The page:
Sustainable finance granted new momentum by crisis, writes Commerzbank’s Say Huan Long in Renewables Investor

Sustainable finance had already been gaining momentum prior to the pandemic, but the current situation has prompted a greater sense of urgency around the need to transition towards a greener global economy. Long Say Huan, senior banker for financial institutions at Commerzbank, explores the role of financial institutions in driving this change in Renewables Investor.

The recent oversubscription of the Kookmin Bank’s COVID-19 Response Sustainability Bond, — the first COVID-related issuance by a non-sovereign institution in Asia — provides tangible evidence of growing interest among financial institutions in prioritising sustainable outcomes. Transitioning to a greener economy, argues Long, requires financial institutions’ perspectives to be adjusted to look beyond immediate commercial gains towards longer-term sustainable profitability.

Read more in Renewables Investor.

Islamic financing instruments can put the S in ESG, says S&P Global Ratings – covered by specialist press

As COVID-19, and the measures implemented to slow its spread, continues to impact economies around the globe, the link between Islamic finance and the social aspect of environmental, social, and governance (ESG)-focused investing are coming to the fore, according to S&P Global Ratings.

While the similarities between Islamic finance and the environmental and governance aspects of ESG have long been recognised, the social aspect of Islamic finance has until now been somewhat secondary. Now, with COVID-19 hampering core Islamic finance markets – and unemployment rates rising – the Islamic finance industry has been exploring the possibility mitigating the damage with social instruments.

S&P Global Ratings believes Islamic finance social instruments can support core Islamic countries, banks, and corporates in navigating today’s uncertain economic landscape.

Following outreach by Moorgate, the report was covered by The Peninsula Qatar, ZAWYA, Khaleej Times, Al Bawaba, Trade Arabia, Gulf News, Gulf Times, MENA FN, Al Khaleej Today, and Pakistan Observer

Case study: Encouraging a sea-change in global shrimping

Targeting investors, Moorgate-Finn helped launch Planet Tracker’s “Shell Shock” campaign that highlighted concerns about unsustainable shrimp farming practices.


Planet Tracker is a non-profit financial think tank aligning capital markets with planetary boundaries. It was created to investigate the risk of market failure related to environmental limits – an investigation primarily focused on and for the investor community where environmental limits, other than climate change, are poorly understood, even more poorly communicated and not aligned with investor capital.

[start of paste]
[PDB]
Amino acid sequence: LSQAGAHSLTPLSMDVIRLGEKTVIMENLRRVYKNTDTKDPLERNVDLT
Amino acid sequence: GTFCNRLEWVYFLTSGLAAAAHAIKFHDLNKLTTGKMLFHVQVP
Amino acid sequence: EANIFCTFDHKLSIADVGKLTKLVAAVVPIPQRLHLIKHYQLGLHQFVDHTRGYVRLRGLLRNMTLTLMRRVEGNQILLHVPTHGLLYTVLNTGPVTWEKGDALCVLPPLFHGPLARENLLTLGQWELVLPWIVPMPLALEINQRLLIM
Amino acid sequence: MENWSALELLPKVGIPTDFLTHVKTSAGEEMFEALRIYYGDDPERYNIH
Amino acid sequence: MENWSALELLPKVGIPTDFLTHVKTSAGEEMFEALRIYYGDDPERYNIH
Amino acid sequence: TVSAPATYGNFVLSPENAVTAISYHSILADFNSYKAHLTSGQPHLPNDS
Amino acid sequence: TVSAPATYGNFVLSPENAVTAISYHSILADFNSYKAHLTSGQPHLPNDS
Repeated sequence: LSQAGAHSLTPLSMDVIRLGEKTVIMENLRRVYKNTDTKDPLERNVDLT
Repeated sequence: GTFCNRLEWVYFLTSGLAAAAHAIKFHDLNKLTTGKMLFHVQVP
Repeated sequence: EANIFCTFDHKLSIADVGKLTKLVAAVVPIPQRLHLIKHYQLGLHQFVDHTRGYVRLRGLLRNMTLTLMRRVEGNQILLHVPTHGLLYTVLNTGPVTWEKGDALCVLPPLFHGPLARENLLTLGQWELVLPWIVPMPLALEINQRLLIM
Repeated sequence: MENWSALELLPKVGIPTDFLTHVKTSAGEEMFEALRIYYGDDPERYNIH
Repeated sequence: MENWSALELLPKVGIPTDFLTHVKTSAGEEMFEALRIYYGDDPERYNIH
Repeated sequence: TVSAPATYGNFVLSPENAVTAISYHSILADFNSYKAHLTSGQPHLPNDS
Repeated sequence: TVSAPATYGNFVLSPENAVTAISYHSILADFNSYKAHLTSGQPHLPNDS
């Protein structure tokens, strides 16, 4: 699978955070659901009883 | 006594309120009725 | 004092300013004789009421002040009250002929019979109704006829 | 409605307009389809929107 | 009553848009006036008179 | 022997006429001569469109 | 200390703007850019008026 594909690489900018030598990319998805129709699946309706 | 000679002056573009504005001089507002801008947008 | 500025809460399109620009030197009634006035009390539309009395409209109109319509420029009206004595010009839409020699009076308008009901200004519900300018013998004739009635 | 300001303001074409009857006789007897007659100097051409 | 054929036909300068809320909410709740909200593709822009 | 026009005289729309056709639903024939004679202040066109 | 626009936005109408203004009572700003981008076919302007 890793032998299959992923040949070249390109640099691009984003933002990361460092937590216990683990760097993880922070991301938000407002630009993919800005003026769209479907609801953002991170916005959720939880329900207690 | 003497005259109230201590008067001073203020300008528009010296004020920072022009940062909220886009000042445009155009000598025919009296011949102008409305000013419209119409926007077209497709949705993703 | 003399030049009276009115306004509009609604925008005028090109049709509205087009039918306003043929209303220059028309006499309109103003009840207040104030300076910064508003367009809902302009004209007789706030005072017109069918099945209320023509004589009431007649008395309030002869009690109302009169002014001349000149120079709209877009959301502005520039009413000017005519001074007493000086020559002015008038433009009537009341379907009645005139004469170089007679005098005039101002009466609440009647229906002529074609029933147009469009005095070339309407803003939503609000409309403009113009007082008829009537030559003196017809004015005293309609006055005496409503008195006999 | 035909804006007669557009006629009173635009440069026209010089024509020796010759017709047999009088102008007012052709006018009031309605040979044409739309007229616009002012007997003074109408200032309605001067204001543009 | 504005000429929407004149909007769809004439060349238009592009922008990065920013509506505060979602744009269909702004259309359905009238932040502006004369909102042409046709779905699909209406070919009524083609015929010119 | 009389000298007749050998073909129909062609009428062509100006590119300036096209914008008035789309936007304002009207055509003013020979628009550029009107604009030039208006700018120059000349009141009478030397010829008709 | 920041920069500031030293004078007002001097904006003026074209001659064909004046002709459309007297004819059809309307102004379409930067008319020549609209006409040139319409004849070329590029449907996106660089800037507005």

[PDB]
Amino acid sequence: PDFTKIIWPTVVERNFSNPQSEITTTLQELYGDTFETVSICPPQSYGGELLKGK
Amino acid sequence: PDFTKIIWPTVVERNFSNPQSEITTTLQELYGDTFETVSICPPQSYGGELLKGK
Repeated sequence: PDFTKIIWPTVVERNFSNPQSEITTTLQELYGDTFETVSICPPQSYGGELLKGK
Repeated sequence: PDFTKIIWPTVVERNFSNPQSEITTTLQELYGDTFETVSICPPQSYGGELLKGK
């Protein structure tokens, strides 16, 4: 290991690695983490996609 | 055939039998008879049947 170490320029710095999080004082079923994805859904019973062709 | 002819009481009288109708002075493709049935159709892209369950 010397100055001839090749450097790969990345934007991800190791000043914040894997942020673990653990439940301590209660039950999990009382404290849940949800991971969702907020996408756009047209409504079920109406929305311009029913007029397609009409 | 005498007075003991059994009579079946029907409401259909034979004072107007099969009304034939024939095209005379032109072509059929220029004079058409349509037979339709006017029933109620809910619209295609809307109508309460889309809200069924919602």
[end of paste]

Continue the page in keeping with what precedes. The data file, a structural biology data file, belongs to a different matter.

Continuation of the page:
Planet Tracker creates ground-breaking in-depth financial analytics delivered through reports and briefing papers to raise awareness of “values-at-risk” to the financial community, and engages with institutional investors and analysts to unlock and redirect the transformative power of capital markets to deliver on sustainable development objectives.

Planet Tracker and Carbon Tracker are two initiatives of Investor Watch, founded by Mark Campanale and Nick Robins. Planet Tracker investigates the risk of market failure related to ecological limits, focusing on oceans, food and land use, as well as materials such as textiles and plastics. Carbon Tracker carries out in-depth analysis on the impact of the energy transition on capital markets and the potential investment in high-cost, carbon-intensive fossil fuels.

On the back of our strong work for S&P Global Ratings’ Sustainable Finance team, Planet Tracker approached Moorgate-Finn Partners to help launch some of their most critical reports. As with S&P Global Ratings, the strategy was simple: to “communicate their expertise”. This meant highlighting the depth and calibre of Planet Tracker’s research output by using both the information and data within the reports but also the expertise of the authors. As with previous reports, the need was to highlight the concerns, but specifically the risks, to investors using every available news generation and thought leadership tactic.

This included using its reports as news triggers for straight coverage, but also as the basis for thought leadership commentary articles (“sliced and diced” to target different audiences) and for citation, interview and podcast opportunities. The aim was also to engage with both the tier one and specialist media but also other influencers, including environmental lobbyists and analysts within leading financial institutions (perhaps utilising their blogs or internal publications).